You shall not invoke the name of the Lord, your God, in vain.
Exodus, Ch. 2:7
Perhaps it was providential that the stomping on Jesus incident at Florida Atlantic University surfaced this week — the holiest week of the year for Christians and Jews.
It was a vivid reminder that Jesus’ passion, persecution and crucifixion 2000 years ago was not just a historical event that we commemorate this week. It continues today.
It is especially shameful, although not surprising, that it goes on in a Florida public university. We say not surprising, knowing, of course, how extraordinarily secular and disdainful our universities have become toward God, our nation’s Judeo-Christian traditions and religion.
Kudos to FAU student Ryan Rotela, who, like Sts. Paul, Timothy, the apostles and so many others before him, stood up to the attacks on Jesus and his faith. Gov. Rick Scott applauded the young man’s courage and called him. “I told him that it took great conviction and bravery to stand up and say what he was asked to do was wrong and went against what he believed in,” Scott said in a news release.
Later, in a letter to State University System Chancellor Frank Brogan, Scott wrote:
“As we enter the week memoralizing the events of Christ’s passion, this incident gave me great concern over the lessons we are teaching our students … The professor’s lesson was offensive, and even intolerant, to Christians and those of all faiths who deserve to be respected as Americans entitled to religious freedom.
“Our public higher educational institutions are designed to shape the minds of Florida’s future leaders. We should provide educational leadership that is respectful of religious freedom of all people. Florida’s parents and students deserve nothing less.”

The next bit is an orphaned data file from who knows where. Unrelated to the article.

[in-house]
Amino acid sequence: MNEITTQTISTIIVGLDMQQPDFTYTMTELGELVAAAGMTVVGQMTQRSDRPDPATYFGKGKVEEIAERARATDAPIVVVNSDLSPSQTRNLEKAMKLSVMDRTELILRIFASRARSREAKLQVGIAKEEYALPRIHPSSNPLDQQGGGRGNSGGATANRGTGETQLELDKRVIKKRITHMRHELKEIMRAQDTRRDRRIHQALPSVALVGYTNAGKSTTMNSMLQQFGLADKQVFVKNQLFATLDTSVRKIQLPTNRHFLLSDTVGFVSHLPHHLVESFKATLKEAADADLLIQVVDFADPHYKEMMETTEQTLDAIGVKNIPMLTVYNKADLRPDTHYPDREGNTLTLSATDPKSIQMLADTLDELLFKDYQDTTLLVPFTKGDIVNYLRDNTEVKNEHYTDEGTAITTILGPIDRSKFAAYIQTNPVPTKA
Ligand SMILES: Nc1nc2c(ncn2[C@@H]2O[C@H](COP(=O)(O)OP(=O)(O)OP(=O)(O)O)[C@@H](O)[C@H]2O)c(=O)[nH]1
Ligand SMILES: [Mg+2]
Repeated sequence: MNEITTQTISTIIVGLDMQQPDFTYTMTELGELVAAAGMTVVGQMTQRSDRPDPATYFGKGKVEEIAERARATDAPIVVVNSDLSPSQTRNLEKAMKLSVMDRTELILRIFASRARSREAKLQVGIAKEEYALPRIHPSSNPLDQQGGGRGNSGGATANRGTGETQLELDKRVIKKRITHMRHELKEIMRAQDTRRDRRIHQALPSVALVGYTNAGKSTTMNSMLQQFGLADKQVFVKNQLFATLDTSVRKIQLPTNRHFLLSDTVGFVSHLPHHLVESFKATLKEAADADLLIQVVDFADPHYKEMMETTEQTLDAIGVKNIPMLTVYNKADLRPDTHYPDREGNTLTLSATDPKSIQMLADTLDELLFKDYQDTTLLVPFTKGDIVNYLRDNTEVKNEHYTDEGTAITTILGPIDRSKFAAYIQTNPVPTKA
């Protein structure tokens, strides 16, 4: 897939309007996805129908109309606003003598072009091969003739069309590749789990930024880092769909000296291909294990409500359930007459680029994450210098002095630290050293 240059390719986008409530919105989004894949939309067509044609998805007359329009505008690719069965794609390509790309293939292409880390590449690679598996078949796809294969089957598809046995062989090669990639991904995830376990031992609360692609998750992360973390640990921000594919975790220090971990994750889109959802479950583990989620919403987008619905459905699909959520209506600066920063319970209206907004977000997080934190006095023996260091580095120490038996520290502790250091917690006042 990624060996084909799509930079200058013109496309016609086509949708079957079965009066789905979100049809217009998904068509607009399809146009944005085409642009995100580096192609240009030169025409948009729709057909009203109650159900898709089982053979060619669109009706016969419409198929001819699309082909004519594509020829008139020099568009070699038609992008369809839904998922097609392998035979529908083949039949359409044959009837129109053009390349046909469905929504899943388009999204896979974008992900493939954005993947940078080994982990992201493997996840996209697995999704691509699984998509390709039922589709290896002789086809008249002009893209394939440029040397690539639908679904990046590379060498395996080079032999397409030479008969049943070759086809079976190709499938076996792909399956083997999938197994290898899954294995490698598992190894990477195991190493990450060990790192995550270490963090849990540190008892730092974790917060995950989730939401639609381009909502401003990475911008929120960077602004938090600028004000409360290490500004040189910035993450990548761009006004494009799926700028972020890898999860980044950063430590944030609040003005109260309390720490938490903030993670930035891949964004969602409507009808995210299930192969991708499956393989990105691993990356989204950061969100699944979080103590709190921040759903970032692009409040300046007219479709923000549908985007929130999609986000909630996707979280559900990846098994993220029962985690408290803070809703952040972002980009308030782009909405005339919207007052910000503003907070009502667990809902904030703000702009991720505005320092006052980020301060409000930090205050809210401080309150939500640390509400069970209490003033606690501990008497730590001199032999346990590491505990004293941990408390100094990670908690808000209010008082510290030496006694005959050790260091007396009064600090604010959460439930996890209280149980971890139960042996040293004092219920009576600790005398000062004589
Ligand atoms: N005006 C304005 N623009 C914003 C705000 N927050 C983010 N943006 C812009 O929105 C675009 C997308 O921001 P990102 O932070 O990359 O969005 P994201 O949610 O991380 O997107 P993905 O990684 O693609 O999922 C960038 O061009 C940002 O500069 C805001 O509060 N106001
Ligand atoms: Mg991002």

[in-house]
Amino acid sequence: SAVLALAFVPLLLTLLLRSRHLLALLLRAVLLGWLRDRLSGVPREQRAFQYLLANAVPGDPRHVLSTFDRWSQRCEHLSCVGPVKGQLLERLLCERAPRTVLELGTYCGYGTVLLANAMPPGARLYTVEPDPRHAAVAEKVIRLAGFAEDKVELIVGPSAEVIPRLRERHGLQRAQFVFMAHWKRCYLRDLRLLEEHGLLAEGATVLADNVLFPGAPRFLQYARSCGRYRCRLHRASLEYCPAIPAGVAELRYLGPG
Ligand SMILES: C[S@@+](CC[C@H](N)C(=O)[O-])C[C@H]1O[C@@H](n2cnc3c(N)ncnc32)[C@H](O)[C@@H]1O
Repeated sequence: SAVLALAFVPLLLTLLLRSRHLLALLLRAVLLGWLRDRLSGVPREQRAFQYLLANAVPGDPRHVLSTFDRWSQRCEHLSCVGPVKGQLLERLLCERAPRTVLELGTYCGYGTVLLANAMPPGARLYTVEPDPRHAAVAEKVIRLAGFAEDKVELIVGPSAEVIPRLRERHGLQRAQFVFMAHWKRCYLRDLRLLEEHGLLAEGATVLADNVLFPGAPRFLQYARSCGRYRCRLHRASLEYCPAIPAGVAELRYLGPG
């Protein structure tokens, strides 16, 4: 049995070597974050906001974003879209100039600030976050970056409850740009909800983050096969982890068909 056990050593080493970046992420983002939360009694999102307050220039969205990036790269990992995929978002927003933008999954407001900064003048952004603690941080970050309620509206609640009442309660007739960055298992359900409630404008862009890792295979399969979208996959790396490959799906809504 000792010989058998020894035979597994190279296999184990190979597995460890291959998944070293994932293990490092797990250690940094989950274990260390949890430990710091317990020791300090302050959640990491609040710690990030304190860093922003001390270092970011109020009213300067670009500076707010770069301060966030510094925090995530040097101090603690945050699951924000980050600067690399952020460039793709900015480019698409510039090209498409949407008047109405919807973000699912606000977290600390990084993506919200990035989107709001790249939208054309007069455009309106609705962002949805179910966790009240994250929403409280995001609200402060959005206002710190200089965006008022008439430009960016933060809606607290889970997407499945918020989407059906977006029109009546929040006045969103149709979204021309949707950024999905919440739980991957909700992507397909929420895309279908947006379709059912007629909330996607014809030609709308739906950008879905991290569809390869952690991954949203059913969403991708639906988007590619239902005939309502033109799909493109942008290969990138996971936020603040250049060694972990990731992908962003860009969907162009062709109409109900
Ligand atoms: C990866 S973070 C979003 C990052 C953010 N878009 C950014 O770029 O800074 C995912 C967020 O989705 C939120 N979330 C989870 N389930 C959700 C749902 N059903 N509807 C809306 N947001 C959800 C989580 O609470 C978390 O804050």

This incident at FAU is evidence once again that public education — schools subsidized with tax dollars — is a failed system. Look what it fosters and protects.
Sure, even in private schools there are teachers who present bizarre ideas and brainwashing. There is at least one bad apple in most bags. But when consumers have control over how their money is spent to educate their children, and those decisions are not left to the state, the likelihood of “Jesus stompings” diminishes greatly. The marketplace filters out the likelihood that there will indeed be a bad apple in your school bag.
As you prepare to celebrate Christ’s resurrection this Easter Sunday — which is the opening to a new life after death in fulfillment of the Scriptures, or as you have completed your celebration of the Passover — the deliverance of the Israelites out of the Egyptian bonds of slavery and death to a life nurtured with God — let the “Jesus stomping” remind us to remember also Christ’s famous words at the last supper:
Said Thomas the apostle: “Master, we do not know where you are going; how can we know the way?”
Jesus said to him, “I am the way and the truth and the life. No one comes to the Father except through me. If you know me, then you will also know my Father.”
+ Multiculturalism run amok
The “Jesus stomping” incident at Florida Atlantic University prompted us to explore. What else are they teaching in Intercultural Communications? Take a look (see box on left.)
+ Roundabout we go
It looks like a fait accompli. That Sarasota city commissioners and roundabout ringmaster Rod Warner are going to be living the dream — 10 roundabouts eventually on U.S. 41 from University Parkway through downtown.
We’ll all be dizzy with delight.
That is, if they’re designed better than the roundabouts on Ringling Boulevard.
We’ll admit it’s pleasant not having to stop for lights or stop signs at Ringling and Palm and Ringling and Coconut. But the designs are tight, seemingly best suited for a Smart car or tricycle. If you’re driving those roundabouts in a big, honkin’ pickup or service van, ugh.
One of the ideas of the roundabouts is to help slow traffic to make the streets more pedestrian friendly. And while that makes sense for lightly traveled Ringling Boulevard, it’s difficult to think North Tamiami Trail will ever be converted into a walkable, “intermodal” corridor with lots of foot traffic and bicyclists.